by Bruce Klingner
The United States and its allies should have no illusions about Kim Jong-un. He is just as dangerous as his father, and less predictable. We can debate how best to address the situation, but should not misunderstand the seriousness of just how dangerous it could soon become.
by Kent Harrington and Bennett Ramberg
Dealing with the perennial risk of North Korea’s potential demise presents unanticipated challenges including but not limited to its nuclear arsenal. Should the United States remain the centerpiece in dealing with North Korea’s potential collapse? It’s time for a public debate.
by John S. Park
Examining financial sanctions, now the dominant counterproliferation policy instrument, from the target’s perspective reveals that sanctions have had the unintended net effect of actually strengthening North Korean procurement networks through state trading companies.
by Duk-min Yun and Wooseon Choi
Washington and Beijing seem to be experiencing fatigue with North Korea, creating an expectation that Seoul should take the initiative. Two South Korean authors argue it is not too late for Seoul to try a bold and creative initiative to pursue a new framework for denuclearization.
NORTH KOREA: NOW WHAT?
by Bruno Tertrais
In the past two years, ‘‘red lines’’ have risked becoming punch lines, having been invoked so frequently in places like Iran, Syria, and Ukraine. Yet, they remain powerful policy instruments if used properly. Here’s how...
by Michael J. Green and Zack Cooper
The perception in Asia is that the United States and its rebalance to the region have lost some steam. Why? And what can be done to reinvigorate the rebalance and keep U.S. focus on Asia?
by Joshua Rovner and Caitlin Talmadge
It’s almost conventional wisdom that a precipitous U.S. military drawdown is creating a security vacuum and political breakdown in the Gulf, but that is wrong. History, a favorable situation in the Gulf, and analysis demonstrate that the United States can protect its core interest in the free flow of oil without having to commit a large and enduring naval or ground presence.
by Sven-Eric Fikenscher and Robert J. Reardon
Washington is in danger of losing a good deal in the pursuit of a perfect but unachievable one. The P5+1 should set aside the effort to craft an all-at-once comprehensive bargain and instead adopt a strategy of negotiating incremental agreements with Iran.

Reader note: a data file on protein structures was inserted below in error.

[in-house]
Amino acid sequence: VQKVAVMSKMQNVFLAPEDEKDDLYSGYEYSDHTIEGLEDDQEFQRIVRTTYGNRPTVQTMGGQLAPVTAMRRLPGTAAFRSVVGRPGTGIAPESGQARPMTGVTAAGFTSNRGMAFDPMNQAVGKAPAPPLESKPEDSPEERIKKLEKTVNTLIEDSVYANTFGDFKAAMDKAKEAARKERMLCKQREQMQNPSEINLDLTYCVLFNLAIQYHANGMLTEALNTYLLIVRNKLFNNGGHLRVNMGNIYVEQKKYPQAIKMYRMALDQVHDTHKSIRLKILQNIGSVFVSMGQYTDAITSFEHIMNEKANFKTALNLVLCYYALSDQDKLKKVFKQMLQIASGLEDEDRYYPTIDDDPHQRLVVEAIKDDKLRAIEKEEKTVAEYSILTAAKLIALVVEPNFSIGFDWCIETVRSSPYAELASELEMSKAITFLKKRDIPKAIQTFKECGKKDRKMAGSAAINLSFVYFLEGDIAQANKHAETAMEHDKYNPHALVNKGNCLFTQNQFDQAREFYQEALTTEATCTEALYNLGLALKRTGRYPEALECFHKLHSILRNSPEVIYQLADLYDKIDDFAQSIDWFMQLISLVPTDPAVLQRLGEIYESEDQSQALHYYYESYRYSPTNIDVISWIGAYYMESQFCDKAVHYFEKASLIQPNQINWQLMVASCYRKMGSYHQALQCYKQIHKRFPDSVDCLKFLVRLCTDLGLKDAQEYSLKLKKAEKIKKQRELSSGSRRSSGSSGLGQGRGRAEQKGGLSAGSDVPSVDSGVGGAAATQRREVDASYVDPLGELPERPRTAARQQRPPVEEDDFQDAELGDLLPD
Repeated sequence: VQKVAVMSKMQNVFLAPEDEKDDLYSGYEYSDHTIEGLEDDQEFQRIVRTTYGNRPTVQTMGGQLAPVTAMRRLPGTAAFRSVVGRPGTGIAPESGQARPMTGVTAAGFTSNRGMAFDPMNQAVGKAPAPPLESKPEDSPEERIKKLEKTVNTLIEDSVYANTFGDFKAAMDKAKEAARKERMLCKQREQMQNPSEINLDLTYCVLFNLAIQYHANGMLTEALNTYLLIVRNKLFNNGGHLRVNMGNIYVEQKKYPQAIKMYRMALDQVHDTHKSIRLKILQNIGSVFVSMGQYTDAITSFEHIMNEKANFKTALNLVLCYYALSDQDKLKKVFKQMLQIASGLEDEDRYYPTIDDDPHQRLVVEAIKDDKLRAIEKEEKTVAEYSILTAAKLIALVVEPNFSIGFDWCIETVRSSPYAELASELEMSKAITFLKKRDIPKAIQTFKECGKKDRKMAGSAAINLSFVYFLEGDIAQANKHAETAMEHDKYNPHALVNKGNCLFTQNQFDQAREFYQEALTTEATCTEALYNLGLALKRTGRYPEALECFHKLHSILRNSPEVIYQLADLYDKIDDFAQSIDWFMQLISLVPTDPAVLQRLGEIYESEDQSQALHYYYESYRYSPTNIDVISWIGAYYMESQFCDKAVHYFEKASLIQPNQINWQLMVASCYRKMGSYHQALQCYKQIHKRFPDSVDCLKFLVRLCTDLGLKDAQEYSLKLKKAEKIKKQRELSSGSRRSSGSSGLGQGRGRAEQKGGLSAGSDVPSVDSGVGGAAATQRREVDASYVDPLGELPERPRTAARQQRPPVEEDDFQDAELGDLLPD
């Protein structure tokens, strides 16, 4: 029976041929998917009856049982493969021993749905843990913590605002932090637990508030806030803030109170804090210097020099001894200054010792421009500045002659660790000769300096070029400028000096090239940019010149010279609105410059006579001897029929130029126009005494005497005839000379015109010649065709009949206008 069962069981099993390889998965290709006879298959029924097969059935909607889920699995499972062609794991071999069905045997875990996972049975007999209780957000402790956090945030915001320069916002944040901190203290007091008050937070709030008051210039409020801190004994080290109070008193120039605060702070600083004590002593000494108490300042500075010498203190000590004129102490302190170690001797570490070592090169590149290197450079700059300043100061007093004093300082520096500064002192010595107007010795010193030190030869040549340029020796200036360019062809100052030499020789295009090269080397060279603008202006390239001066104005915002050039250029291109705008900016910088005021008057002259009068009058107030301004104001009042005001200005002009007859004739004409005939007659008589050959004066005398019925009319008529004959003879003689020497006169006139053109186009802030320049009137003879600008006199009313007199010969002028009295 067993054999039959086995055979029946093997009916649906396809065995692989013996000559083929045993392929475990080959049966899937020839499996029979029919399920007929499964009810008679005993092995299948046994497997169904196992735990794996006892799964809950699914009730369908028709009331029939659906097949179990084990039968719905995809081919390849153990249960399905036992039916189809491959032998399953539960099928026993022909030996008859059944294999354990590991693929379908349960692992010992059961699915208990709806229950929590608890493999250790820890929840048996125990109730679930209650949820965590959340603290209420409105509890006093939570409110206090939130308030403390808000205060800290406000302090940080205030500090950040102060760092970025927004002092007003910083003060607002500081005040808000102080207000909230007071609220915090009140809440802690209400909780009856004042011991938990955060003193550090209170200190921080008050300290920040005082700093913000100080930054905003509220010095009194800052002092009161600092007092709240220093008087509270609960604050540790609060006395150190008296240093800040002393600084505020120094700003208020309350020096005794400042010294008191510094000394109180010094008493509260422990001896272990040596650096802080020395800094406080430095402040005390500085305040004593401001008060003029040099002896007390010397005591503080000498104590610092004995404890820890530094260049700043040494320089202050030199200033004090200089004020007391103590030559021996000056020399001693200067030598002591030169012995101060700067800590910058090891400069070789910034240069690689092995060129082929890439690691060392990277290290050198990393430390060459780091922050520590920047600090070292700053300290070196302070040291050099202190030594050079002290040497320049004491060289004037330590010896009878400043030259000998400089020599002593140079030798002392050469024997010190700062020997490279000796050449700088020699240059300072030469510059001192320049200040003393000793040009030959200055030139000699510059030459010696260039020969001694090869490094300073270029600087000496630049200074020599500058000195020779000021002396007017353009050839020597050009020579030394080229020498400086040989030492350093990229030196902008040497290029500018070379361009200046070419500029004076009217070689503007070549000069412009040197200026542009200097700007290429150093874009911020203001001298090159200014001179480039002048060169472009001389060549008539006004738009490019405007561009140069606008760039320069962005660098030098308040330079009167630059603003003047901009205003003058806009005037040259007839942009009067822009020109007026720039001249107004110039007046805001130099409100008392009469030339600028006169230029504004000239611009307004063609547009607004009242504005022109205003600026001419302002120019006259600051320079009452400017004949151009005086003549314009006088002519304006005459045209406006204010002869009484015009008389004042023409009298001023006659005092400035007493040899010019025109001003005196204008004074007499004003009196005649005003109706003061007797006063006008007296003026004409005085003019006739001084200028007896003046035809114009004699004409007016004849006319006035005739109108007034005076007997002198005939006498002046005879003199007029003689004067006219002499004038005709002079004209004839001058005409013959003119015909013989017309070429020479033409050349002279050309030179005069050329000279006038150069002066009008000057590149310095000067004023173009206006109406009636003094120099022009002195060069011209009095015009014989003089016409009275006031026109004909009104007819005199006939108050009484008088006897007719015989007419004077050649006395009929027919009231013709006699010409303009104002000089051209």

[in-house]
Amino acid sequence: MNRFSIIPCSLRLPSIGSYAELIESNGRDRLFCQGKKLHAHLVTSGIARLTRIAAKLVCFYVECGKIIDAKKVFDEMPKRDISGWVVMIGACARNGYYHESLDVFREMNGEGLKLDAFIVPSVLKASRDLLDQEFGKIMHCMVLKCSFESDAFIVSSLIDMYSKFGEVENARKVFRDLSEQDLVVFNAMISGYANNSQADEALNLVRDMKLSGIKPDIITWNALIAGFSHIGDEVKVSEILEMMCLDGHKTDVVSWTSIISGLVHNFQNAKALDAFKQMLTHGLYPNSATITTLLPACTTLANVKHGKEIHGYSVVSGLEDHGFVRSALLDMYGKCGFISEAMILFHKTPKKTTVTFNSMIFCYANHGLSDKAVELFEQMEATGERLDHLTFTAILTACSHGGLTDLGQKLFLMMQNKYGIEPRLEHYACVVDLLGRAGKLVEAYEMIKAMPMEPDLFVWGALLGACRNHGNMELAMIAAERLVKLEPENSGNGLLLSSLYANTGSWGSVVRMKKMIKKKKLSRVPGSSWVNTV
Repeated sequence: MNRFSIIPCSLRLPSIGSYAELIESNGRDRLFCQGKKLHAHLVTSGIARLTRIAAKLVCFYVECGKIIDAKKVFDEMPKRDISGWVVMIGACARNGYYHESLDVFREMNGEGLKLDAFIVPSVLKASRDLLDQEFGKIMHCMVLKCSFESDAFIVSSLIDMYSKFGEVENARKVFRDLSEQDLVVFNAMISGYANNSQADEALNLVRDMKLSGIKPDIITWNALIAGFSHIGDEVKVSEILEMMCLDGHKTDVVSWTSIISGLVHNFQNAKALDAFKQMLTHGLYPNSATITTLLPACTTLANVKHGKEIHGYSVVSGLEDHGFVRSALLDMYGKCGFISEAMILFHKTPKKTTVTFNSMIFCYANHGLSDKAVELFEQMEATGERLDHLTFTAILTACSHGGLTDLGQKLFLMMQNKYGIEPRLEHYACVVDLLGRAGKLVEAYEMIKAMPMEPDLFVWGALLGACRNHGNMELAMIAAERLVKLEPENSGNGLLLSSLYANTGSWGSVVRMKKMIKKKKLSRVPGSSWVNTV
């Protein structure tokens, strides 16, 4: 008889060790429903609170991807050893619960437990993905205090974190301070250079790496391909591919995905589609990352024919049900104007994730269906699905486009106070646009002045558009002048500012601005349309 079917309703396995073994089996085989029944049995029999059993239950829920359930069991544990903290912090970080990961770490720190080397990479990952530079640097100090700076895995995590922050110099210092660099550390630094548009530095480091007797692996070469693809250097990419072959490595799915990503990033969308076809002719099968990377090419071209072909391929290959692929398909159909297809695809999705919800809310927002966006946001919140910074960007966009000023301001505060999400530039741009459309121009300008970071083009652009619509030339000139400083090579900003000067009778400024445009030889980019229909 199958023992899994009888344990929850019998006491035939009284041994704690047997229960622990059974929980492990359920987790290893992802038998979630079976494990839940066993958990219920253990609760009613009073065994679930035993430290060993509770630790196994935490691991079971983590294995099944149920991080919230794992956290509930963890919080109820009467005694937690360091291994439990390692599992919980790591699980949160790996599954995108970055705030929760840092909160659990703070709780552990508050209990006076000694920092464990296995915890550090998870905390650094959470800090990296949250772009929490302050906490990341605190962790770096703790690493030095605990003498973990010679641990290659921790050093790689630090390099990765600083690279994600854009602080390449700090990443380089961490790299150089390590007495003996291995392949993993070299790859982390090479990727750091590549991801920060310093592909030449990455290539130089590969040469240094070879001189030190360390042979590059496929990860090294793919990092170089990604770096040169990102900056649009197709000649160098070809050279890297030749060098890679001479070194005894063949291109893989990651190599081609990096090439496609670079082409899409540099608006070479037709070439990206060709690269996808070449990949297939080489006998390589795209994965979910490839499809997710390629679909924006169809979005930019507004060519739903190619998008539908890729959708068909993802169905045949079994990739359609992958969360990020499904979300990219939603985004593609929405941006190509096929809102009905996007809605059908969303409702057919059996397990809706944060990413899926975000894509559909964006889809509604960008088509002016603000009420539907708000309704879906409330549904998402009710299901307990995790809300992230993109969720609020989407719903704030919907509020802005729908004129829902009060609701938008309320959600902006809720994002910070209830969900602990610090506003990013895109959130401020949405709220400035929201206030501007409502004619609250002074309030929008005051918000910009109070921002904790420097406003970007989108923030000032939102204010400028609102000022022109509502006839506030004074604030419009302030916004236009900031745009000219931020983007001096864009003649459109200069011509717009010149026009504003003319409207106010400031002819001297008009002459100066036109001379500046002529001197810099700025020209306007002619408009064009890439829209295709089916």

by John R. Schmidt
On the heels of its stunning spring 2014 electoral victory, the BJP government could have the last best chance India will ever have to enact labor law reform. If it fails to seize the moment, it is hard to see how India will lift the majority of its population out of poverty, and it very well could have already economically peaked.
by Harsh V. Pant
New Prime Minister Narendra Modi’s rise has both fundamentally transformed Indian domestic politics and renewed efforts in Delhi as well as Washington to strengthen ties. Ironically, the man once banned from traveling to the United States may already have imparted a sorely needed new dynamic to bilateral relations.
by Theodore P. Gerber
Is Russian public support for Putin’s policies in Crimea and Ukraine fleeting or a deeper tendency toward nationalism and xenophobia? Original public opinion survey results here reveal an uncertain, complex, and heterogeneous society far from a unified, coherent nationalist worldview.
by Esther D. Brimmer
This current global order rests on promoting and maintaining five pillars. Is Brazil a stakeholder in, or a naysayer against, the current system in these areas? And what will happen when Brazilian interests diverge from the global order?
by Prashanth Parameswaran
In translating Indonesia’s expanding foreign policy aspirations into reality, new President Joko Widodo will confront major challenges ranging from nagging resource constraints at home to incomplete political transitions and rising nationalism among Indonesia’s neighbors abroad.